Baltimore Ravens legend Ed Reed won’t be the head football coach at Bethune-Cookman after all. The initial reason the university gave for that stunning development, though, has come under fire as Reed has gone public with his derision for Bethune-Cookman administrators.

In an emotional, fiery speech to Wildcats players and recruits on Satruday after previously announcing he’d be leaving Bethune-Cookman, Reed vehemently denied the notion that he’d withdrawn his name from consideration for head coach and called out “corrupt” and “evil” people around the historically Black school who don’t care about student-athletes—a sentiment fellow Pro Football Hall-of-Famer turned college coach Deion Sanders recently shared upon leaving Jackson State for Colorado.

“Yeah, I curse! And y’all done heard curse words before, they got parents in here. You know I don’t wanna leave,” Reed said. “And like I told you, I want all of these recruits. But they have some corrupt people in this world, some evil people in this world that don’t care about kids like I do! So I want y’all to here the truth from me.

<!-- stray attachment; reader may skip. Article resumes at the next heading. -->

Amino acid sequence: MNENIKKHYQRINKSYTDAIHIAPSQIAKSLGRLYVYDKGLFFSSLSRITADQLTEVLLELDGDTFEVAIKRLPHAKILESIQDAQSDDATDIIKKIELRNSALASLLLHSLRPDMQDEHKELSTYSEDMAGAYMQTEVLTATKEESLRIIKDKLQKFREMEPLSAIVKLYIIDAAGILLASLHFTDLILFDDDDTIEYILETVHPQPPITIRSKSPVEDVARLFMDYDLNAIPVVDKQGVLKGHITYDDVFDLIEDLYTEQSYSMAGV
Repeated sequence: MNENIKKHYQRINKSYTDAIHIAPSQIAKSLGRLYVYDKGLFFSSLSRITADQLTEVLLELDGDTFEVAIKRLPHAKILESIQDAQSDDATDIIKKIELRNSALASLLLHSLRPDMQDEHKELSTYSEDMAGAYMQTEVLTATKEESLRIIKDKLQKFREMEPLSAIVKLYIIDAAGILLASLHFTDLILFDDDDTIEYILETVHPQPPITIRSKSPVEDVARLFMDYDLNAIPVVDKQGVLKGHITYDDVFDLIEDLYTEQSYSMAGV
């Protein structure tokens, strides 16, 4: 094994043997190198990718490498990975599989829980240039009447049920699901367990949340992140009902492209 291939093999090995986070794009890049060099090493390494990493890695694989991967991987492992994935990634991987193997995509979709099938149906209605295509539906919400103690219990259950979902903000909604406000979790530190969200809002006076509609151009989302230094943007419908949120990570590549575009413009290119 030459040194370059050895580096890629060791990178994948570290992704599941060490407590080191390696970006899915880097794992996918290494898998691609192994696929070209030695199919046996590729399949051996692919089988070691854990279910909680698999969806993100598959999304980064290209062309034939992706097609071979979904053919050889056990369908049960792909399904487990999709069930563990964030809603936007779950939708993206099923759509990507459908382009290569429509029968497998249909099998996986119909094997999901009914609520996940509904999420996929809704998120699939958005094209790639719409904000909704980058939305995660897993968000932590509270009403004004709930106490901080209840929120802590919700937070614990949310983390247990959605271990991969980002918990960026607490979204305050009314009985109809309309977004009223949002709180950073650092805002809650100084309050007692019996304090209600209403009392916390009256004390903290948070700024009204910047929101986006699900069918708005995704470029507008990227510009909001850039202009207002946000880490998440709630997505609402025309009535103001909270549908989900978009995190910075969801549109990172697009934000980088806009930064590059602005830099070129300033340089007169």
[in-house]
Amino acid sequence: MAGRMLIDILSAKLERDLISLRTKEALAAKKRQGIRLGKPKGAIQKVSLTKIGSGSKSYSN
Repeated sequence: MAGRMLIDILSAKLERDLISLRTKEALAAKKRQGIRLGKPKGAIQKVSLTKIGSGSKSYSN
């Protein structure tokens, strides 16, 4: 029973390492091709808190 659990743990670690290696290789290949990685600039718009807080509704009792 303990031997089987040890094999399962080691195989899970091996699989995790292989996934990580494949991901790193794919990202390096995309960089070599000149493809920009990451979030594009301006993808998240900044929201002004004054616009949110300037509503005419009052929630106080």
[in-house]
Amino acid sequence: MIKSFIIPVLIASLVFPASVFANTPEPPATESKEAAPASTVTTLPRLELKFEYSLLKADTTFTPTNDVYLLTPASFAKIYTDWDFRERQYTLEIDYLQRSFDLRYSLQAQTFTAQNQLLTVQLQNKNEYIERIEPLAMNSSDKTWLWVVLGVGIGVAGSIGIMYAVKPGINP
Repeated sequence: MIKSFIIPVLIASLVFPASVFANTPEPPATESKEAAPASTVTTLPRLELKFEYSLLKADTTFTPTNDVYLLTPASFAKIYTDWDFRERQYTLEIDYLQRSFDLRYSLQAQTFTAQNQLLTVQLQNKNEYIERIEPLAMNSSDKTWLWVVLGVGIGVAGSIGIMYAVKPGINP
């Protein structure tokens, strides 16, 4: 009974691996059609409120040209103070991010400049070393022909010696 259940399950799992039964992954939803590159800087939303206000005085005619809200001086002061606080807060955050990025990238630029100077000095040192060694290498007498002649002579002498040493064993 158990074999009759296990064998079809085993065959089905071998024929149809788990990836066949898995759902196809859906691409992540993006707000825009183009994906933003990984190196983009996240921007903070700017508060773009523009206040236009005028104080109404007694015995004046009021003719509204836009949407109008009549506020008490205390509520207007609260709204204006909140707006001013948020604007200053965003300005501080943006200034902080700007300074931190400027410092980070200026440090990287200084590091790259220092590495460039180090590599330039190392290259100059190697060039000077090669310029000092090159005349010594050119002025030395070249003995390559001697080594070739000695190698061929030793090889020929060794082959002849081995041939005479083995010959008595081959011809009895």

“I ain’t withdrawing my name; I got the receipts! They got all kinds of stuff going on ’round here, hoarding these building with nothing but trash in ’em, you understand me? And Deion was right, and I know I’m right! And they got some people in here that be snitchin’ to they a**! And I’ll work amongst Judases, as Jesus walked with him, and I ain’t have a problem with it…cause even Jesus prevailed. And what God got for you, no man can take.”

Sanders even called a tearful Reed as he met with players and recruits on Saturday, offering his unqualified support.

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Reed and Bethune-Cookman entered into an agreement in principle for him to be the Wildcats’ next head coach on December 27th. But a video he posted on social media last week lamenting trash strewn across campus—including in his office upon arrival—and the football program’s severely lacking facilities caused a rift between Reed and Bethune-Cookman administrators, one culminating in the school’s decision to not ratify his contract despite weeks of ongoing negotiations.

Ed Reed, 44, has been an advisor for the storied football program at the University of Miami, his alma, mater, for the last three years. He retired in 2015 as arguably the greatest safety of all time, finishing his NFL career with eight All-Pro nods, nine Pro Bowl appearances and having won Defensive Player of the Year in 2004.